Project description:BACKGROUND: Female physicians have become an increasing proportion of the medical workforce in Israel. This study investigates this trend and discusses its likely impact on the quantity and quality of medical care available. METHOD: Data on licensed physicians and new licenses issued to physicians were taken from a Ministry of Health database, and analyzed by gender, age, academic origin (Israeli graduates, immigrants, Israeli-born who studied abroad), and specialty for the years 1999-2011.Data on employed physicians, their population group, and work hours were taken from the Central Bureau of Statistics (CBS) annual Labour Force Survey for the years 2009-2011. RESULTS: The proportion of women amongst physicians aged under 65 rose from 38% in 1999 to 42% in 2011, and was even higher for younger physicians. The highest proportion of females is found amongst new immigrant physicians who studied abroad. The corresponding proportion has been rising steadily amongst Israeli-educated physicians, and is lowest amongst Israeli-born physicians who studied abroad.Similarly, among newly licensed physicians, the proportion of females has traditionally been highest among immigrants who studied abroad and lowest among Israeli-born graduates who studied abroad. Among newly-licensed physicians who studied in Israel, the proportion of females has historically been intermediate between the other two groups, but it has recently risen to 54% and now parallels the proportion of females among immigrants who studied abroad. In recent years, the mix of academic origins among newly licensed physicians has changed dramatically, with important implications for the proportion of women among newly licensed physicians.The highest percentage of females was found in family medicine followed by oncology, pediatrics and psychiatry. The greatest increase over the years in this percentage was for gynecology and internal medicine.Female physicians worked shorter hours than males, particularly at younger ages. The proportion of females among employed Arab physicians is much lower than among Jewish physicians. CONCLUSIONS: The proportion of female physicians has been steadily rising, although in recent years the increase has leveled off. This has been due, in part, to the decline in the flow of immigrant physicians and the increase in the number of Israelis studying abroad. Future developments in medical education options and immigration will determine whether their proportion will continue rising. Planning for future medical personnel must take these results into consideration.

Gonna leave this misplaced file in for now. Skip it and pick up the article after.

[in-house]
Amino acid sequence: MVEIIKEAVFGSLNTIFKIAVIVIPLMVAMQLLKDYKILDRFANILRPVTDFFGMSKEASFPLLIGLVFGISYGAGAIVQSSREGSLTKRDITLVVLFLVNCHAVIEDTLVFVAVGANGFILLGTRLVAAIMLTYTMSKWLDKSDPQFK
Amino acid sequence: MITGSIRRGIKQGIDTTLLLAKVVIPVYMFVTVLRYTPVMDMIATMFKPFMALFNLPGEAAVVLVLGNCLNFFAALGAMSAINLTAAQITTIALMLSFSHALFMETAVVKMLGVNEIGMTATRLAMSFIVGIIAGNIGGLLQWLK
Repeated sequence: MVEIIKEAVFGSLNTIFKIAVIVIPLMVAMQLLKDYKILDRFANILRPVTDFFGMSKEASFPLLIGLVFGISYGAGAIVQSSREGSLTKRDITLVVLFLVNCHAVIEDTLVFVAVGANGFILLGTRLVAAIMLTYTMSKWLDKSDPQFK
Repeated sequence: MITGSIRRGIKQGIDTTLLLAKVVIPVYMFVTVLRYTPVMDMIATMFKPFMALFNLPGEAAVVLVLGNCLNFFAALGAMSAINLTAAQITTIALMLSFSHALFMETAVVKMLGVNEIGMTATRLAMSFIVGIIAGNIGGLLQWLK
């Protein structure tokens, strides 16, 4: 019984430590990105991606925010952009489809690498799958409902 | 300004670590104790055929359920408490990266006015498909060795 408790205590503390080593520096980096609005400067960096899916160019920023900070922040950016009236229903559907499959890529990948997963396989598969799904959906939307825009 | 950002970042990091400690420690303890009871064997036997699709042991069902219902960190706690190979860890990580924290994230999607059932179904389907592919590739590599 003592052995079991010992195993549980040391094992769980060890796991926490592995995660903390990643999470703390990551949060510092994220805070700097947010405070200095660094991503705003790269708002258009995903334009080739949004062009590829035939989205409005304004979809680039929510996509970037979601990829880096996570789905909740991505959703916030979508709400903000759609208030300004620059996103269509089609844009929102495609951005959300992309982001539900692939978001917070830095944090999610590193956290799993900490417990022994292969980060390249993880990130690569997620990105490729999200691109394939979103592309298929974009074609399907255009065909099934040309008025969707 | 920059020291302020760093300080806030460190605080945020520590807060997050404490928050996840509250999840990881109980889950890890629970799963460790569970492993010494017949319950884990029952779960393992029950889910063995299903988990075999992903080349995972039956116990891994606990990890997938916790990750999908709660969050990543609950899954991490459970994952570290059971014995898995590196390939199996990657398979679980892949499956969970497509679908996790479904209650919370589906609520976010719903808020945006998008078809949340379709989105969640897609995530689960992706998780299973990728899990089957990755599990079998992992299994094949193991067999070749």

Project description:Some non-Western immigrant groups in Europe have elevated risk of psychosis relative to native-born. It is hypothesized that neighborhood ethnic density moderates this risk. Immigration to Sweden has increased substantially recently, particularly from the Middle East. This study examined the relationship between neighborhood ethnic density (i.e., living in an immigrant enclave) and risk of psychotic and affective disorders among three groups: Iraqi immigrants, immigrants from other nations, and native-born Swedes.Individuals aged 15-60, without prevalent psychopathology, were drawn from Swedish population-based registries and followed from 2005 to 2010 (N = 950,979). Multi-level logistic regression was used to examine the association between neighborhood ethnic composition and incident psychopathology.Cumulative incidence of psychopathology was greater in Iraqi enclaves relative to predominantly Swedish neighborhoods (6.3 vs. 4.5%). Iraqis living in enclaves did not have significantly greater risk of psychosis (Odds Ratio (OR): 1.66, 95% Confidence Interval (CI) 0.92-2.97) or affective disorders (OR: 1.04, 95%CI 0.85-1.27) relative to those in predominantly Swedish neighborhoods. There was no increased risk of psychosis (OR: 0.93, p > 0.05) or affective disorders (OR: 0.93, p > 0.05) for other immigrants living in an enclave. Swedes living in an enclave had elevated risk of both psychosis (OR: 1.37, p < 0.05) and affective disorders (OR: 1.14, p < 0.05) relative to those in predominantly Swedish neighborhoods. Second-generation Iraqis had higher risk of psychotic but not affective disorders relative to first-generation.Neighborhood ethnic density does not moderate risk of psychopathology for immigrants in Sweden. Findings regarding Swedes are consistent with social drift.